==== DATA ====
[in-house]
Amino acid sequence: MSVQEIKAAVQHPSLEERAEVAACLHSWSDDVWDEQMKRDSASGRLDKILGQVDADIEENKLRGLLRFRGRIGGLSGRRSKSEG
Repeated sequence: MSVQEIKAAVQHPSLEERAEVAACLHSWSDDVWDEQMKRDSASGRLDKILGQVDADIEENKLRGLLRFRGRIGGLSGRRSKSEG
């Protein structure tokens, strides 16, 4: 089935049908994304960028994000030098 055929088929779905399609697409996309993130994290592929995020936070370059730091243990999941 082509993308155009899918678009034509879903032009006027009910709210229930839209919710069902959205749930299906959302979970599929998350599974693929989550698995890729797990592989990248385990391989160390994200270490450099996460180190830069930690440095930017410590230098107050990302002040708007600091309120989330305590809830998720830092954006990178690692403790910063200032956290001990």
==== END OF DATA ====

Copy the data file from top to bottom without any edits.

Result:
[in-house]
Amino acid sequence: MSVQEIKAAVQHPSLEERAEVAACLHSWSDDVWDEQMKRDSASGRLDKILGQVDADIEENKLRGLLRFRGRIGGLSGRRSKSEG
Repeated sequence: MSVQEIKAAVQHPSLEERAEVAACLHSWSDDVWDEQMKRDSASGRLDKILGQVDADIEENKLRGLLRFRGRIGGLSGRRSKSEG
């Protein structure tokens, strides 16, 4: 089935049908994304960028994000030098 055929088929779905399609697409996309993130994290592929995020936070370059730091243990999941 082509993308155009899918678009034509879903032009006027009910709210229930839209919710069902959205749930299906959302979970599929998350599974693929989550698995890729797990592989990248385990391989160390994200270490450099996460180190830069930690440095930017410590230098107050990302002040708007600091309120989330305590809830998720830092954006990178690692403790910063200032956290001990």